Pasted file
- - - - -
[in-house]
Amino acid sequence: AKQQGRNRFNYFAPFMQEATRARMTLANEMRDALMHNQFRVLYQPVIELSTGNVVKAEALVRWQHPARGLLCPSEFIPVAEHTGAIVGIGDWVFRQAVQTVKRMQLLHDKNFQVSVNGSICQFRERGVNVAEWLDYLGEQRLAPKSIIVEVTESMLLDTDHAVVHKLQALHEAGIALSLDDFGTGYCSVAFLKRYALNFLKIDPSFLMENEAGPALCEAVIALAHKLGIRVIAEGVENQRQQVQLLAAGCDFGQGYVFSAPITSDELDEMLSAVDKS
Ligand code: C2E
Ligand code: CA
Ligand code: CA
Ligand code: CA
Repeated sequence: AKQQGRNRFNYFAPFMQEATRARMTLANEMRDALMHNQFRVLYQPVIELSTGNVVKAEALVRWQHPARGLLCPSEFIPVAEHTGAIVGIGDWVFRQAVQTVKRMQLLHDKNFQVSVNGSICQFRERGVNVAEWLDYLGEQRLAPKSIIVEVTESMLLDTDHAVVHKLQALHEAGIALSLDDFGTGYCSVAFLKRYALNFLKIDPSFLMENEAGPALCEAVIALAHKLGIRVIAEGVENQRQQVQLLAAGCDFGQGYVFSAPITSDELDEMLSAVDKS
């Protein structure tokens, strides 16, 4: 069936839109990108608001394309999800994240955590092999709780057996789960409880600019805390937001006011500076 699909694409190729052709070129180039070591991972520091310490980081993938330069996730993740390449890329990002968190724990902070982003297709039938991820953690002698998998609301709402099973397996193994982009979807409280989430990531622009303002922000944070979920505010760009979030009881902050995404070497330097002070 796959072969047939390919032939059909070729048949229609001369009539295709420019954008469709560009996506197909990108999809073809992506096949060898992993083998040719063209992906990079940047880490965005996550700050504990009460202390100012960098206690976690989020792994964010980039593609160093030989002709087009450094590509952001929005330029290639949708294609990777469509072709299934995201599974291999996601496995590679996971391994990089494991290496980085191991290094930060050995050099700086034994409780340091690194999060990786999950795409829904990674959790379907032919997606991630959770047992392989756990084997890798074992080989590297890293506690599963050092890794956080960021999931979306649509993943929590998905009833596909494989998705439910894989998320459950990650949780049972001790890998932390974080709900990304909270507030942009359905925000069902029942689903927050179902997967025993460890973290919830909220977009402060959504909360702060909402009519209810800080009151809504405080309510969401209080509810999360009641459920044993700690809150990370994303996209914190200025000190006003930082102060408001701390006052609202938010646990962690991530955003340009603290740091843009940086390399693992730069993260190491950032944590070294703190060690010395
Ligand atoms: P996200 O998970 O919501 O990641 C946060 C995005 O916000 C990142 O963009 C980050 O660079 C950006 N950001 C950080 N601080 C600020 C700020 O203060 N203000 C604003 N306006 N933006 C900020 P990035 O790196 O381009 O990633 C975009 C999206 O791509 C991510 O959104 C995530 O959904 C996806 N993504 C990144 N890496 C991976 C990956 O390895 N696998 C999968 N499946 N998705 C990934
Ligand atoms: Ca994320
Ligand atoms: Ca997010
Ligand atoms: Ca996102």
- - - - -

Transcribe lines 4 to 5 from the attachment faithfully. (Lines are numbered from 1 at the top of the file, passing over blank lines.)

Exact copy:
Ligand code: CA
Ligand code: CA